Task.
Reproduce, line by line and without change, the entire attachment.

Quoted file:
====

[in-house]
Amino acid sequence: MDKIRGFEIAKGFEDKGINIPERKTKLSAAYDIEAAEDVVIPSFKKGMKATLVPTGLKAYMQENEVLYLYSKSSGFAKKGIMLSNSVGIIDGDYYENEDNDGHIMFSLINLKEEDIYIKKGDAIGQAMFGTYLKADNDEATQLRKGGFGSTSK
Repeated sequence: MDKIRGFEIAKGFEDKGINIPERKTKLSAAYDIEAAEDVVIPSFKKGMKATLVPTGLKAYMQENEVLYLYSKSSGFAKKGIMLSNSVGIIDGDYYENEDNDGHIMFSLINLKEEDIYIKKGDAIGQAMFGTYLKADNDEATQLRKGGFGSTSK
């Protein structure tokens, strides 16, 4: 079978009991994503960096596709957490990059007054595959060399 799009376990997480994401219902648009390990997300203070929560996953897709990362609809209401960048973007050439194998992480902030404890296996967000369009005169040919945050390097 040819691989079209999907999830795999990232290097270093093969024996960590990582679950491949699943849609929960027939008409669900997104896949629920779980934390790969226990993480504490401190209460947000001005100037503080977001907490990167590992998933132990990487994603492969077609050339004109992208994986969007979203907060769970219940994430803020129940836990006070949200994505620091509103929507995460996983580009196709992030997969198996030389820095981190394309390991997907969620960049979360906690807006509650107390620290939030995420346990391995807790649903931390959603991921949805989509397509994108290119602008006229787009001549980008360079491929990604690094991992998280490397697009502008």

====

[in-house]
Amino acid sequence: MDKIRGFEIAKGFEDKGINIPERKTKLSAAYDIEAAEDVVIPSFKKGMKATLVPTGLKAYMQENEVLYLYSKSSGFAKKGIMLSNSVGIIDGDYYENEDNDGHIMFSLINLKEEDIYIKKGDAIGQAMFGTYLKADNDEATQLRKGGFGSTSK
Repeated sequence: MDKIRGFEIAKGFEDKGINIPERKTKLSAAYDIEAAEDVVIPSFKKGMKATLVPTGLKAYMQENEVLYLYSKSSGFAKKGIMLSNSVGIIDGDYYENEDNDGHIMFSLINLKEEDIYIKKGDAIGQAMFGTYLKADNDEATQLRKGGFGSTSK
């Protein structure tokens, strides 16, 4: 079978009991994503960096596709957490990059007054595959060399 799009376990997480994401219902648009390990997300203070929560996953897709990362609809209401960048973007050439194998992480902030404890296996967000369009005169040919945050390097 040819691989079209999907999830795999990232290097270093093969024996960590990582679950491949699943849609929960027939008409669900997104896949629920779980934390790969226990993480504490401190209460947000001005100037503080977001907490990167590992998933132990990487994603492969077609050339004109992208994986969007979203907060769970219940994430803020129940836990006070949200994505620091509103929507995460996983580009196709992030997969198996030389820095981190394309390991997907969620960049979360906690807006509650107390620290939030995420346990391995807790649903931390959603991921949805989509397509994108290119602008006229787009001549980008360079491929990604690094991992998280490397697009502008």